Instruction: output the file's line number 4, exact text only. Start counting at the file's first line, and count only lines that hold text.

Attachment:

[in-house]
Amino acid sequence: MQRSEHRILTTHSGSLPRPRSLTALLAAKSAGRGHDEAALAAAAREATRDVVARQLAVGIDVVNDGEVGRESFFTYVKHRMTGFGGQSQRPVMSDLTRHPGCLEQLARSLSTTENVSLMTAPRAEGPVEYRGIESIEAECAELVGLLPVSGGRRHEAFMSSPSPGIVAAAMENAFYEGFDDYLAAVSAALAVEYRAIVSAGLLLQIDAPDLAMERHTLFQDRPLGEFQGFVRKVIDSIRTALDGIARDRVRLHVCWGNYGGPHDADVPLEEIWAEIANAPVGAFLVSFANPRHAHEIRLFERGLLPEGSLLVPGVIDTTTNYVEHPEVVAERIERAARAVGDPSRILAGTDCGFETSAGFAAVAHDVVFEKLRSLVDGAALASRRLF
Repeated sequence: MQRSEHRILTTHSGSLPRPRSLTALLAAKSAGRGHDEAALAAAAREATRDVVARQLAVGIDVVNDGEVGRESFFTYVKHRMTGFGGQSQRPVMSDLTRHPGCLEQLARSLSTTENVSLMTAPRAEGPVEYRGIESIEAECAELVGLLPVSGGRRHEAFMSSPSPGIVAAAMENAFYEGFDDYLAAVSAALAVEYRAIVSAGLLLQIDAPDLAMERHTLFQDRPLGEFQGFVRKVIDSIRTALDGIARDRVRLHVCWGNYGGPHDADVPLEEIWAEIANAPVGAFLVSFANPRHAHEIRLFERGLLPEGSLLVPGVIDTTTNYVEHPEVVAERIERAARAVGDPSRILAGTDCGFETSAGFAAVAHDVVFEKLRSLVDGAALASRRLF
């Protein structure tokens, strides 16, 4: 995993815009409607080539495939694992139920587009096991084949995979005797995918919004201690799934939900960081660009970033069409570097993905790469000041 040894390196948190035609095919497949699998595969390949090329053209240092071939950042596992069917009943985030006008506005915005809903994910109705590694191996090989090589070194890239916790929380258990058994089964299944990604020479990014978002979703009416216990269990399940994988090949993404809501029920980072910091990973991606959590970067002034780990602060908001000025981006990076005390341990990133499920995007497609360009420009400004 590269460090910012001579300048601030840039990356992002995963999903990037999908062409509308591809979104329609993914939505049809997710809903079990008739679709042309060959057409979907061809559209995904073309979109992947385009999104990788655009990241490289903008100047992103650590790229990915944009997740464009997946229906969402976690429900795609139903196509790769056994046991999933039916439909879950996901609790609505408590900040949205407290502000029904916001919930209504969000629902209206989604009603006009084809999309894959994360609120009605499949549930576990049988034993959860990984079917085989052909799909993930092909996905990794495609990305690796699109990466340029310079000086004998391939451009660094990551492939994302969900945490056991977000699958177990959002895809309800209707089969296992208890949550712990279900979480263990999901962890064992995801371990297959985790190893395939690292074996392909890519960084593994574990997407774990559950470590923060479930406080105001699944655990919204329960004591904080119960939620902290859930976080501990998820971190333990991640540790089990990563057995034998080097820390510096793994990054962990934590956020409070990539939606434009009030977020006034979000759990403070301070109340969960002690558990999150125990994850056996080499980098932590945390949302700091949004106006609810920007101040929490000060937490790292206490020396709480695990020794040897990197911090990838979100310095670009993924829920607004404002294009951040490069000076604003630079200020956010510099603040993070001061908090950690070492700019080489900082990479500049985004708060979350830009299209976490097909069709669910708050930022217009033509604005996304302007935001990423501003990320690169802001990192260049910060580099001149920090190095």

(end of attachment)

């Protein structure tokens, strides 16, 4: 995993815009409607080539495939694992139920587009096991084949995979005797995918919004201690799934939900960081660009970033069409570097993905790469000041 040894390196948190035609095919497949699998595969390949090329053209240092071939950042596992069917009943985030006008506005915005809903994910109705590694191996090989090589070194890239916790929380258990058994089964299944990604020479990014978002979703009416216990269990399940994988090949993404809501029920980072910091990973991606959590970067002034780990602060908001000025981006990076005390341990990133499920995007497609360009420009400004 590269460090910012001579300048601030840039990356992002995963999903990037999908062409509308591809979104329609993914939505049809997710809903079990008739679709042309060959057409979907061809559209995904073309979109992947385009999104990788655009990241490289903008100047992103650590790229990915944009997740464009997946229906969402976690429900795609139903196509790769056994046991999933039916439909879950996901609790609505408590900040949205407290502000029904916001919930209504969000629902209206989604009603006009084809999309894959994360609120009605499949549930576990049988034993959860990984079917085989052909799909993930092909996905990794495609990305690796699109990466340029310079000086004998391939451009660094990551492939994302969900945490056991977000699958177990959002895809309800209707089969296992208890949550712990279900979480263990999901962890064992995801371990297959985790190893395939690292074996392909890519960084593994574990997407774990559950470590923060479930406080105001699944655990919204329960004591904080119960939620902290859930976080501990998820971190333990991640540790089990990563057995034998080097820390510096793994990054962990934590956020409070990539939606434009009030977020006034979000759990403070301070109340969960002690558990999150125990994850056996080499980098932590945390949302700091949004106006609810920007101040929490000060937490790292206490020396709480695990020794040897990197911090990838979100310095670009993924829920607004404002294009951040490069000076604003630079200020956010510099603040993070001061908090950690070492700019080489900082990479500049985004708060979350830009299209976490097909069709669910708050930022217009033509604005996304302007935001990423501003990320690169802001990192260049910060580099001149920090190095």